Liver Cancer Awareness Month: Understanding and Treating HCC


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October is Liver Cancer Awareness Month, and strides continue to be made in the realm of liver cancer diagnosis and treatment. Two experts, Joan Culpepper-Morgan, MD, and Susanne G. Warner, MD, shed light on some of the treatment options available in the space.

Joan Culpepper-Morgan, MD

Joan Culpepper-Morgan, MD

Though the field of hepatocellular carcinoma (HCC) is complex, there is hope with committed experts who constantly work to develop new advancements and treatments for patients. With early detection methods, the future is becoming brighter for patients with liver cancer.

October is Liver Cancer Awareness Month, and strides continue to be made in the realm of liver cancer diagnosis and treatment. Two experts, Joan Culpepper-Morgan, MD, and Susanne G. Warner, MD, shed light on some of the treatment options available in the space.

"What's on the menu depends entirely on the staging of the patients when they present," said Warner, associate professor of surgery at the Mayo Clinic, in an interview with Targeted OncologyTM.

For those diagnosed with HCC, an aggressive form of liver cancer, a diverse array of therapies has emerged that are tailored and personalized to the specific needs of each patient.

Treatment Landscape

Tyrosine Kinase Inhibitors

First-line treatment options for advanced HCC currently include lenvatinib (Lenvima) and sorafenib (Nexavar). Sorafenib was approved in 2008 by the FDA based on findings from the SHARP study (NCT00105443).1 The double-blind, placebo-controlled trial enrolled 602 patients with advanced HCC. Patients were randomly assigned to receive 400 mg of sorafenib twice daily or placebo.2

Susanne G. Warner, MD

Susanne G. Warner, MD

After a planned interim analysis of the trial demonstrated a statistically significant advantage in overall survival (OS) for patients who had received sorafenib, the trial was stopped and it was concluded that median survival and time to radiologic progression were close to 3 months longer among those who received sorafenib vs those who received placebo.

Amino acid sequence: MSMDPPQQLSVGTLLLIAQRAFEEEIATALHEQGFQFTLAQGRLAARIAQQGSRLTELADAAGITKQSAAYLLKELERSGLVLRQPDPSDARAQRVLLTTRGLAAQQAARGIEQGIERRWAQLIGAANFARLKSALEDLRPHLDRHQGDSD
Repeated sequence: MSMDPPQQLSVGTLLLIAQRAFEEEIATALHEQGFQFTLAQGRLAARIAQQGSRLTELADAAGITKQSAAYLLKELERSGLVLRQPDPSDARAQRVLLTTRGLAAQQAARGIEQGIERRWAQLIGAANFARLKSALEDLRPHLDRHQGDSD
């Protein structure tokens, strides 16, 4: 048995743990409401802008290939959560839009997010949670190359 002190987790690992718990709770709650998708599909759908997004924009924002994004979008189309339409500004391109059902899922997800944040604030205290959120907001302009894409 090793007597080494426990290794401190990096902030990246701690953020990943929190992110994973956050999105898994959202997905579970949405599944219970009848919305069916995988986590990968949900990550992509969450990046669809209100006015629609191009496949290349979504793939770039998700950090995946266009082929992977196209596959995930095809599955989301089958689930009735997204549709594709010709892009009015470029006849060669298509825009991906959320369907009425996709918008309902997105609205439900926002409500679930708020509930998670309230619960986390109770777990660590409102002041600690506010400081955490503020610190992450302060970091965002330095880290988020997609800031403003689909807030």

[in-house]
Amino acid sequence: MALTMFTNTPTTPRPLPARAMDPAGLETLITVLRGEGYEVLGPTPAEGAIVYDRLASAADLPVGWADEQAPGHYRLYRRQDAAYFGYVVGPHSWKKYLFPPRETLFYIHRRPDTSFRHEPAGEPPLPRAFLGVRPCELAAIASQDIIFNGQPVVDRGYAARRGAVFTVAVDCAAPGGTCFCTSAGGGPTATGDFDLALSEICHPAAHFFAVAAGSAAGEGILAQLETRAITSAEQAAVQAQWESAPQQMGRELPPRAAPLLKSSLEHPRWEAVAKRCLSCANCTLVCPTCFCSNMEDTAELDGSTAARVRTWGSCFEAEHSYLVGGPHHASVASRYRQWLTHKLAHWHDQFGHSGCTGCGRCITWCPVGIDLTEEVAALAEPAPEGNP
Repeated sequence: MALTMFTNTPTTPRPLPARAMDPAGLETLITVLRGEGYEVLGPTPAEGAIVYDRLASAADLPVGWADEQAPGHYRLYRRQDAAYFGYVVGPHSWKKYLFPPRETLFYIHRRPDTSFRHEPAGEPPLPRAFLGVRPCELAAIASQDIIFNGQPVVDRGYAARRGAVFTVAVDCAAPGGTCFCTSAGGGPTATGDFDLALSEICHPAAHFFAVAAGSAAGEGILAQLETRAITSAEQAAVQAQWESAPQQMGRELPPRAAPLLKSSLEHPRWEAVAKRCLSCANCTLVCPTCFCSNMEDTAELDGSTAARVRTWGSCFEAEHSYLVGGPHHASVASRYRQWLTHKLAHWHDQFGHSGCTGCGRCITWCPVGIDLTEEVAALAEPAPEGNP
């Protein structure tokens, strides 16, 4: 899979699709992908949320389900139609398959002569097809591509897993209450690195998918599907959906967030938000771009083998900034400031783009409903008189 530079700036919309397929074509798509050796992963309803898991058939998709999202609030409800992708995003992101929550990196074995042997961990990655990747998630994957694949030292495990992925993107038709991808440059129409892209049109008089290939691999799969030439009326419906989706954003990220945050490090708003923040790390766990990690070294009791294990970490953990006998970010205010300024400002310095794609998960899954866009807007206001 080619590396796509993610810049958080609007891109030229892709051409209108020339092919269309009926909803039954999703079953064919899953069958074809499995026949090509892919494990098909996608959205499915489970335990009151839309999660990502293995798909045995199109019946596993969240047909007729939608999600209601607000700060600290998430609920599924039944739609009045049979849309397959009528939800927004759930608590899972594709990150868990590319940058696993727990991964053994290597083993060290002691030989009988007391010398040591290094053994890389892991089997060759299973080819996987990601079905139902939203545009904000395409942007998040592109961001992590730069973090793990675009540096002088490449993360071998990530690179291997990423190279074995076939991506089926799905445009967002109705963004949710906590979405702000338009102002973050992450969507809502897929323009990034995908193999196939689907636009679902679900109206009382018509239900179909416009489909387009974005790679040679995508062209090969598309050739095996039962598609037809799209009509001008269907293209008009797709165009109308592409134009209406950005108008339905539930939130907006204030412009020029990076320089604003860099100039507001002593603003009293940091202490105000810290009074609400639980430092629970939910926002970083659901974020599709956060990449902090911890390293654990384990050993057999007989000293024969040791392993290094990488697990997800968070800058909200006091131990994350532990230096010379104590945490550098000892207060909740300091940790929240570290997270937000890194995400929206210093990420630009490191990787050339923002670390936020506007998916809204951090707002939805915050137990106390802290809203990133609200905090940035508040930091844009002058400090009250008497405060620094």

Later, lenvatinib gained FDA approval based on efficacy findings from the REFLECT study (NCT01761266), which assessed the primary end point of OS and secondary efficacy end points, as well as other safety end points. Among patients treated with lenvatinib, the OS was 13.6 months (95% CI, 12.1-14.9) vs 12.3 months among those given sorafenib (95% CI, 10.4-13.9). These data showed noninferiority of lenvatinib to sorafenib (HR, 0.92; 95% CI, 0.79-1.06).

Overall, targeted therapies alone or in combination have demonstrated improved rates of OS in a variety of clinical trials in this patient population.

“[These data] have been pretty impressive and encouraging. We have been able to actually have some hope for some long-term survival,” said Morgan, chief of gastroenterology at Harlem Hospital in New York City.

Immune Checkpoint Inhibitors

In the IMbrave150 study (NCT03434379) investigators evaluated the combination of atezolizumab (Tecentriq) and bevacizumab (Avastin) compared with sorafenib. A total of 501 patients with unresectable HCC who had not previously received systemic therapy were enrolled in the study and randomly assigned in a 2:1 fashion to either the treatment arm (n = 336) or the control arm (n = 165).3

The OS rate at 12 months was 67.2% (95% CI, 61.3%-73.1%) among those in the treatment arm vs 54.6% (95% CI, 45.2%-64.0%) in the control arm. The PFS was 6.8 months (95% CI, 5.7-8.3) with the atezolizumab/bevacizumab combination and 4.3 months (95% CI, 4.0-5.6), with sorafenib, respectively (HR, 0.59; 95% CI, 0.47-0.76; P <.001).

These data led to the FDA approval of atezolizumab in combination with bevacizumab for patients with unresectable or metastatic HCC in the first-line setting.

Then, the phase 3 HIMALAYA study (NCT03298451) investigated the efficacy and safety of durvalumab (Imfinzi) plus tremelimumab (Imjudo) compared with sorafenib in patients with no prior systemic therapy for unresectable HCC.4 There were 1171 patients randomly assigned in the study to receive durvalumab plus tremelimumab (n = 393), durvalumab alone (n = 389), or sorafenib alone (n = 389).